Wednesday, June 06, 2018

If the Official Reason Doesn't Make Any Sense, Look Elsewhere.

I know, I know that sounds like the stuff of conspiracy theories. Oswald didn't kill Jack Kennedy, it was the CIA or little green men from Mars. Still, it's hard to reconcile the federal government's purchase of the Trans Mountain pipeline with the mountain of lies, broken promises and utter illogic.

Bruce Livesey, writing in The Guardian, suspects there's a Chinese angle that's driving Trudeau to go to any lengths to keep the Trans Mountain pipeline alive.
Trudeau’s ferocious desire to build the pipeline at any cost seems bizarre on the face of it. Ostensibly, his government claims the pipeline is good for the Canadian economy. But the pipeline will be shipping unrefined oil – known as bitumen – to be refined in the US and Asia. This will cost oil refinery jobs in Canada, which is where most employment in the oil industry exists. Canada has been closing refineries for years now. The pipeline will only accelerate this trend.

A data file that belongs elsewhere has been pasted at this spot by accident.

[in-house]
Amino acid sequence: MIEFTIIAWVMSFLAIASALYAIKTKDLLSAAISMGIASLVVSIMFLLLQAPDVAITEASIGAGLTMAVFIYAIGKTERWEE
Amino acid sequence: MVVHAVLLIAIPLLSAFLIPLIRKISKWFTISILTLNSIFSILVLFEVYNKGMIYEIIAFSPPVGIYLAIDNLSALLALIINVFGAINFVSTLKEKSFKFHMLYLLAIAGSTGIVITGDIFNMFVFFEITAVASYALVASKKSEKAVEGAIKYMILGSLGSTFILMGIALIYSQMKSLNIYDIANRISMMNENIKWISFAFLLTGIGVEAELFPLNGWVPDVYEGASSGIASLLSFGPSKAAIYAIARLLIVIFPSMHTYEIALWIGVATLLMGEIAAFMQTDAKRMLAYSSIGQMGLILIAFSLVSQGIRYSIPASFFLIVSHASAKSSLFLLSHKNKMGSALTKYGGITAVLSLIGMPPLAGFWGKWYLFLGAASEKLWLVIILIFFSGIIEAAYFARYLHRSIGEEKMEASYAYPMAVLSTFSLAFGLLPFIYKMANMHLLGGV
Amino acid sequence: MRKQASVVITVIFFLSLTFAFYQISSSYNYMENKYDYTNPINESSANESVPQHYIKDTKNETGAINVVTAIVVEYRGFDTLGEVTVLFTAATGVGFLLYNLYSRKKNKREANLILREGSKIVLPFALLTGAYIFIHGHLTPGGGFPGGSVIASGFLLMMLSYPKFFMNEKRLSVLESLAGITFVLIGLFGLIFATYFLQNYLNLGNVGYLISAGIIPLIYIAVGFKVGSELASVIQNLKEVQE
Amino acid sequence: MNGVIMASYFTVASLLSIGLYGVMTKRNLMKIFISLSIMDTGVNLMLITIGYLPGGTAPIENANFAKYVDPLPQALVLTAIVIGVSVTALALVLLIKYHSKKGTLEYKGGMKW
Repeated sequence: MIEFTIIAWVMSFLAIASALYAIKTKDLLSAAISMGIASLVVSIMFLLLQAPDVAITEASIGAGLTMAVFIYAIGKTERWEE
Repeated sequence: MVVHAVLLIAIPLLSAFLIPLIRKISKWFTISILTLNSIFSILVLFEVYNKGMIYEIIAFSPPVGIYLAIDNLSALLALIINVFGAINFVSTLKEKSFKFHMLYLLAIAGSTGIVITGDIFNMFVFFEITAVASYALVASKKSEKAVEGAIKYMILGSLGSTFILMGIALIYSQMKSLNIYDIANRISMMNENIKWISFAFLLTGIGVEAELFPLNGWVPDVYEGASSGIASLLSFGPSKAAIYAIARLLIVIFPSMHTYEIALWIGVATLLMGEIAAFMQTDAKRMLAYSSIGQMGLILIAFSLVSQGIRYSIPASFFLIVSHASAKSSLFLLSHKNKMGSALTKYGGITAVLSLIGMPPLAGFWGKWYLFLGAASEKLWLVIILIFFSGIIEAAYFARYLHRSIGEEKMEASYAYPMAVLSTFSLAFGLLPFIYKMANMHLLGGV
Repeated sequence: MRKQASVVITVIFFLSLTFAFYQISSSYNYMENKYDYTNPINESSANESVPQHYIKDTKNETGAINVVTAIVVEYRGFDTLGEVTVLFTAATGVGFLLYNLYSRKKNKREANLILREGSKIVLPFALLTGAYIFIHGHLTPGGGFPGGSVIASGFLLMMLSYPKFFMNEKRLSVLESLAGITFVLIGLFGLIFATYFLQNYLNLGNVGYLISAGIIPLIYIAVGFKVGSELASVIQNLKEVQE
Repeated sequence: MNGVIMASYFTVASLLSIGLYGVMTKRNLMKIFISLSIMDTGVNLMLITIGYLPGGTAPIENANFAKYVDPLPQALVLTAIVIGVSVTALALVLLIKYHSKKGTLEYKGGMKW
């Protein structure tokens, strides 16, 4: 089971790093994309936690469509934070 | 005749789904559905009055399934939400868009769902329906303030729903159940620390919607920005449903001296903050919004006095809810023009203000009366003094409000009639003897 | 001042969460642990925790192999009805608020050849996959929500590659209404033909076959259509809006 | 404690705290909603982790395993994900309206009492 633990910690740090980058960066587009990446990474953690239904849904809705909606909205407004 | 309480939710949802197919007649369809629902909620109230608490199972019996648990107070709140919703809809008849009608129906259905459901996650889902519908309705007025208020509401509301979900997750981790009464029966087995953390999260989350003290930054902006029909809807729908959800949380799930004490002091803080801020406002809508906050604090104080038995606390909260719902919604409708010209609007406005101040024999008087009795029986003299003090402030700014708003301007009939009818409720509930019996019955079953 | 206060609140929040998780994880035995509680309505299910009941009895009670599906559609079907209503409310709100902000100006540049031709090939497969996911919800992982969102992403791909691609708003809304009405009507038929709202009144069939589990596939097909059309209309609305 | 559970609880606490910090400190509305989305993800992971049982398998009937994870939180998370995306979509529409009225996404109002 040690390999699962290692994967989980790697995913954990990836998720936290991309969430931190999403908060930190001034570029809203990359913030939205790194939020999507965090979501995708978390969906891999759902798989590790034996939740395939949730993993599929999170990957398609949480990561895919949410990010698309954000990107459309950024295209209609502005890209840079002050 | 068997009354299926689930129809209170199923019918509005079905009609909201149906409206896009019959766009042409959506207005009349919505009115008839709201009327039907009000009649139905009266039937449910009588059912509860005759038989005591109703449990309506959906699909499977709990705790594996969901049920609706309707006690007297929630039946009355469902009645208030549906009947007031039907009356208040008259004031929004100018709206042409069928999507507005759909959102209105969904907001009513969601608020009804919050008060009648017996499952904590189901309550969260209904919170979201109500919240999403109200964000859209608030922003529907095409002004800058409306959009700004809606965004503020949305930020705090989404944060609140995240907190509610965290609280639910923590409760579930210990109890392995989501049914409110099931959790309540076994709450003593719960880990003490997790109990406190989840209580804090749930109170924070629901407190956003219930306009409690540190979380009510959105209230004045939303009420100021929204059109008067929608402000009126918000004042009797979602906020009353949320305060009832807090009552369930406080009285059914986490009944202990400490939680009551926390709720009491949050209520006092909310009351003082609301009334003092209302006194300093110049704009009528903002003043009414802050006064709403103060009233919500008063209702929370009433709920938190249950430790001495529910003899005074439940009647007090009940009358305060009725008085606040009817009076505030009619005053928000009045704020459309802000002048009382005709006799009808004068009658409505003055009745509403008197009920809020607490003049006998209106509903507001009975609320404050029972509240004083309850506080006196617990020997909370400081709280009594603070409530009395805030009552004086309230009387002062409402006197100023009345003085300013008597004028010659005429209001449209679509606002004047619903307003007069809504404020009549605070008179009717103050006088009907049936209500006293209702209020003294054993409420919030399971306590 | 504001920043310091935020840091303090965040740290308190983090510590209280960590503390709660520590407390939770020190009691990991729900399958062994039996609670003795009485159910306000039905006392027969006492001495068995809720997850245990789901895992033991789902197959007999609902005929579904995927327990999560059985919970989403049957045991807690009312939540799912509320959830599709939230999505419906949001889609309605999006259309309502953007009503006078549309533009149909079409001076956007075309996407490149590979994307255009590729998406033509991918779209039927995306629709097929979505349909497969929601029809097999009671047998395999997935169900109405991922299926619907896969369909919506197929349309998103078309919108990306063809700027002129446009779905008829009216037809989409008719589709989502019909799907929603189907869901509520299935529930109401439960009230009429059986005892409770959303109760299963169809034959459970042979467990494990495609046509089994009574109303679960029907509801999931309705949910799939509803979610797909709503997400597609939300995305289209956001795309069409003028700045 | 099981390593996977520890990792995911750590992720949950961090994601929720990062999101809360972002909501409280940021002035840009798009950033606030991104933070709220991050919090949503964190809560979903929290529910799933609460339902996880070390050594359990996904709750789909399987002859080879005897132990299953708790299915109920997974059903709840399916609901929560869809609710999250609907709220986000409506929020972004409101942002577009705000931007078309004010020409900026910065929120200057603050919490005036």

Moreover, developing the oil sands ensures Canada will never come close to meeting its commitments to the Paris climate accord. In 2015, Trudeau promised to cut emissions dramatically: 30% from 2005 levels by 2030. But most of the oil in Alberta’s tar sands will have to stay in the ground to prevent a global warming catastrophe.
So what’s going on? 
The logic to Trudeau’s action may lie in an obscure and often overlooked agreement called the Canada-China Foreign Investment Promotion and Protection Agreement (Fipa). 
This agreement, ratified in 2014, was negotiated by the previous Harper government. It was passed without a vote in Parliament. Fipa, which remains in place until 2045, was signed to ensure that China got a pipeline built from Alberta to BC, among other benefits.
...Yet this Fipa is the sort of agreement that undermines the sovereignty of nations to the benefit of private interests. Fipas are Canada’s name for bilateral investment treaties, which are frequently used by corporations around the world to challenge public policies or community decisions that interfere with their ability to make money. Canada’s first Fipa took the form of a single chapter in the North American Free Trade Agreement (Nafta). Since then, Canada has paid out $160m to US corporations who challenged public decisions, including environmental policy. Canadian mining companies are using Fipas with developing countries to claim damages from community opposition to unwanted mega-projects.